Hoboken’s not exactly a mile square, as residents know; it’s actually about 1.27 miles in total area, and it’s far from square. Still, you can’t blame most of the people who live here from staying in a fairly tight square when it comes to going out for some nightlife; the edges of Hoboken tend to be more residential or have a serial killer/abandoned warehouse vibe that isn’t conducive to a night out.
Consider the lamentable 800 Jackson Street. Adjacent to the Light Rail station, this condo building sits between the station (and its elevator heading up to Jersey City, which is a true blessing for any of us who have reasons to go to Jersey City) and the cliffs on one side and an empty lot and the butt end of the Monroe Center on the other. It’s … not an attractive area, to be frank.
Still, the location should be great for a modest pub, with the Light Rail and Jersey City pedestrian traffic. Some of us might recall the dark Tilted Kilt years when that curious little chain made a go of it there; I always intended to check it out but a voice always whispered to me that there simply had to be less cheesy places to grab a beer (although I will always remember that when the whole city was blacked out after Hurricane Sandy, the Kilt—which hadn’t even officially opened yet, I don’t think—had the bar open for cash business, which made me love them).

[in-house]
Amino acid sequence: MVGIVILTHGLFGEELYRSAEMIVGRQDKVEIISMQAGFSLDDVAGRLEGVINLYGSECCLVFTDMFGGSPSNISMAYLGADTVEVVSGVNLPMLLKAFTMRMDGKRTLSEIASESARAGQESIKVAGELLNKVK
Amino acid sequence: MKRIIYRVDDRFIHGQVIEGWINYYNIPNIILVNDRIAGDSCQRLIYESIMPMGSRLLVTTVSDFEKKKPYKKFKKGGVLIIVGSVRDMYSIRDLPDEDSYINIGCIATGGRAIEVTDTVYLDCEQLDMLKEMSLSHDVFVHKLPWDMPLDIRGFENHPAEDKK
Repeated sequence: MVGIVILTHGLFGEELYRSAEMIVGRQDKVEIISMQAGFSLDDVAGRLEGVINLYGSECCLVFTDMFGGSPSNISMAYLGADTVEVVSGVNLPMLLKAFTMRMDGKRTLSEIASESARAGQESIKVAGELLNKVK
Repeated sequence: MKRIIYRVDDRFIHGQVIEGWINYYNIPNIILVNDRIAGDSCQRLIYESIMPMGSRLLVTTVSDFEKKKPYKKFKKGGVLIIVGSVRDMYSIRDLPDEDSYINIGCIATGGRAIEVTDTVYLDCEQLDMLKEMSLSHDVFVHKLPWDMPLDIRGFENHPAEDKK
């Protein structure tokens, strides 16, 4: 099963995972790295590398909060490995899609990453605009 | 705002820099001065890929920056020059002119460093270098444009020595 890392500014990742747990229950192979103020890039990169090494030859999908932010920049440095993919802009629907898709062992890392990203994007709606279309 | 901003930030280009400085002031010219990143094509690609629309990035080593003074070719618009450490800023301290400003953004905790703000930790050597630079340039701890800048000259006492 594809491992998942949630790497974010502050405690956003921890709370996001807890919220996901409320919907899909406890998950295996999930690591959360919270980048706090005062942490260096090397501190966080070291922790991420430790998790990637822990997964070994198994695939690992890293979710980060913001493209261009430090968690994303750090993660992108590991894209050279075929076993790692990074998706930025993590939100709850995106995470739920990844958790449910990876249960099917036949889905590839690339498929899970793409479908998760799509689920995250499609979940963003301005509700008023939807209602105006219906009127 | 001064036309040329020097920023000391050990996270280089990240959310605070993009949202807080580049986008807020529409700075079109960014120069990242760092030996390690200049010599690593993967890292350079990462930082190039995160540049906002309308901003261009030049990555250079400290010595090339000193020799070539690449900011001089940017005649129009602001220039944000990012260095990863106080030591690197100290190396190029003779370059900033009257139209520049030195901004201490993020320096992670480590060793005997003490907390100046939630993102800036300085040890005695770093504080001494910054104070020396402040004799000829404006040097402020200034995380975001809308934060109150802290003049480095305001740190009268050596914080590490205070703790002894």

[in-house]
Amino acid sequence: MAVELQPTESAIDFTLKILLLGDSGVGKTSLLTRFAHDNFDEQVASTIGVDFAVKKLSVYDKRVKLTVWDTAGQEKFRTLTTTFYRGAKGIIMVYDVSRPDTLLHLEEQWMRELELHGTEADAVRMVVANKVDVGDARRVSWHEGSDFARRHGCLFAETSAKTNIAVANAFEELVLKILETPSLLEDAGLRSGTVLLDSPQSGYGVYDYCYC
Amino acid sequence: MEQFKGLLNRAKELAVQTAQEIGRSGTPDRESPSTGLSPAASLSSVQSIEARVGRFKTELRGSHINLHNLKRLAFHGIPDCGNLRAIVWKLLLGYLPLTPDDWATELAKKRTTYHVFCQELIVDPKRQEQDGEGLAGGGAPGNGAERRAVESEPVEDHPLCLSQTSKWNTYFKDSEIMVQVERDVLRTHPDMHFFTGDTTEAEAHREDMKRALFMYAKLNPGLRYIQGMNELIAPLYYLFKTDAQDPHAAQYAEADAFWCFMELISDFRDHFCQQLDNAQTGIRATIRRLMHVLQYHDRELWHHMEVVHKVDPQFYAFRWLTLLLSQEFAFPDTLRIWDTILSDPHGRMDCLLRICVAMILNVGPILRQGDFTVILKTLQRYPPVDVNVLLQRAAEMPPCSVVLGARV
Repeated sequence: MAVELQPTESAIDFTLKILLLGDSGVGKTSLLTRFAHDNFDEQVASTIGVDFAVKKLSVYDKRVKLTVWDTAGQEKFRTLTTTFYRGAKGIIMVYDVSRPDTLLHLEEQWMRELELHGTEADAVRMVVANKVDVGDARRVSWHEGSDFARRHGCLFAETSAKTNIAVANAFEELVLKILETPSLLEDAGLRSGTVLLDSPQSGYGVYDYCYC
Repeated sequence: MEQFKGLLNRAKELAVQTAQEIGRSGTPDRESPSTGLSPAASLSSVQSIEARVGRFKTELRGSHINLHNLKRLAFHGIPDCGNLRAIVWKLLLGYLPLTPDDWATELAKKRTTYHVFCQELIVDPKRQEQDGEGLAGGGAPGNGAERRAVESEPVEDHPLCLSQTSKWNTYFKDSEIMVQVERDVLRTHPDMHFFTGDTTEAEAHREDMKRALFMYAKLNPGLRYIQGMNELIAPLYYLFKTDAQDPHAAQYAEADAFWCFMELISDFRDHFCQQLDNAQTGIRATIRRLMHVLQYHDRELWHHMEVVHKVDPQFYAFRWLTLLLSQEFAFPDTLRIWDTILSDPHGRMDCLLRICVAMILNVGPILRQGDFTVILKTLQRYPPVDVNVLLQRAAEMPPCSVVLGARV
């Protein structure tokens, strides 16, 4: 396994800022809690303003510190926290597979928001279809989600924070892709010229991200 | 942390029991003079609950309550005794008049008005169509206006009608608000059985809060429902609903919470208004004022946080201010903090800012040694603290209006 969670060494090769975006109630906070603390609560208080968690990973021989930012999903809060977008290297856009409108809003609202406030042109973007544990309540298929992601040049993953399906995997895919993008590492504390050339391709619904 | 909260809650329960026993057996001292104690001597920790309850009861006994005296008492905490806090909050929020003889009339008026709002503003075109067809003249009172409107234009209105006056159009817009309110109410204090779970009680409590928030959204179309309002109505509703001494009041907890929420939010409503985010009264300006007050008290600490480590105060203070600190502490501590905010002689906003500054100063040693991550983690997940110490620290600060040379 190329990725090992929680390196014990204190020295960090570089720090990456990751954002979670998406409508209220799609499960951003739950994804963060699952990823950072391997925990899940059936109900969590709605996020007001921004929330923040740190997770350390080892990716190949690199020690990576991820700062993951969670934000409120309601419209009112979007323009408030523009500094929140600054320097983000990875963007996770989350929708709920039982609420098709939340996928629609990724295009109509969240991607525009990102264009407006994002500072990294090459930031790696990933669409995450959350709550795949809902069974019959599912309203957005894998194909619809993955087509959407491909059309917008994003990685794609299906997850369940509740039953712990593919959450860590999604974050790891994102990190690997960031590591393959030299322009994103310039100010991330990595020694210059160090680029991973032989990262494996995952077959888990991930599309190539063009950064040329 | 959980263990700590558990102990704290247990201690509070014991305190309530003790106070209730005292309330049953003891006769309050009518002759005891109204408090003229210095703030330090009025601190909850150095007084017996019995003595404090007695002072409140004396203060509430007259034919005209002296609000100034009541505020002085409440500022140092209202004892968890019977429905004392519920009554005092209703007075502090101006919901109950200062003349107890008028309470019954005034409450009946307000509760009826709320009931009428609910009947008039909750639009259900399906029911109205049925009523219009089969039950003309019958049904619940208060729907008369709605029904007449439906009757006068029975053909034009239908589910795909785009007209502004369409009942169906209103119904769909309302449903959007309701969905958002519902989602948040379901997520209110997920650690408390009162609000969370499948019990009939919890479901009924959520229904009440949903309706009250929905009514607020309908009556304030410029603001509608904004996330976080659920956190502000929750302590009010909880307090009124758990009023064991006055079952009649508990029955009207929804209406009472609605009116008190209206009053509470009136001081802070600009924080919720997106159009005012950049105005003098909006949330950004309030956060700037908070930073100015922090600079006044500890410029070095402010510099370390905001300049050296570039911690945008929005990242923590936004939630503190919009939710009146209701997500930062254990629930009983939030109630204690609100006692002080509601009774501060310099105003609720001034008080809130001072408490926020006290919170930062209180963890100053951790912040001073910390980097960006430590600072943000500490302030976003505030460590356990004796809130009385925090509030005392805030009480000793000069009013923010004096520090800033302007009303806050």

The Tilted Kilt couldn’t make it, and now we have the much less cheesy Taphaus in its place. So, the other day I grabbed my brother and told him we had a beer-tasting mission; he came down from JC and I trooped over to the Light Rail and we checked out Taphaus.
I never actually made it into The Tilted Kilt, so I don’t know how much renovation was done, but Taphaus has a nice understated flavor to it. It’s nicely done, spacious and inviting, but there’s not a lot of ‛character’ in the sense of the place having an individual identity. This may not matter—after all, you come to a place to eat and drink, not necessarily soak up the atmosphere.
We took a seat at the bar and checked out the menus. They do have a great selection of beers—more than 20 on draft, with a short list of bottles to follow it up. They also offer some beer “cocktails” like the traditional Black & Tan—while you can usually order a Black & Tan anywhere that offers draft beers, seeing a full list of ideas in this vein was very cool.
We ended up sampling six of their offerings—I started off with a Kentucky Bourbon Barrel Ale, my brother got an Allagash White. Then we moved on to a Brotherton IPA and a Weihenstephaner Hefeweiss, and finally I chose a palate-cleaning Brooklyn Lager and he got a Palm Ale. The pours were perfect, the service was great, and we should note that they also offer flights of three beers for $10 so you can sample a range of brews without committing to any.
Overall, Taphaus is a pleasant place to have a few beers in the afternoon. People were ordering food and seemed pretty excited about it, though we didn’t sample any grub this time around. The place wasn’t packed, but the bartender was very attentive without hovering, and the most important thing is that I tried three different beers and there are still more than 20 waiting for me to sample. If you ever have reason to head to the very edge of town, check out Taphaus.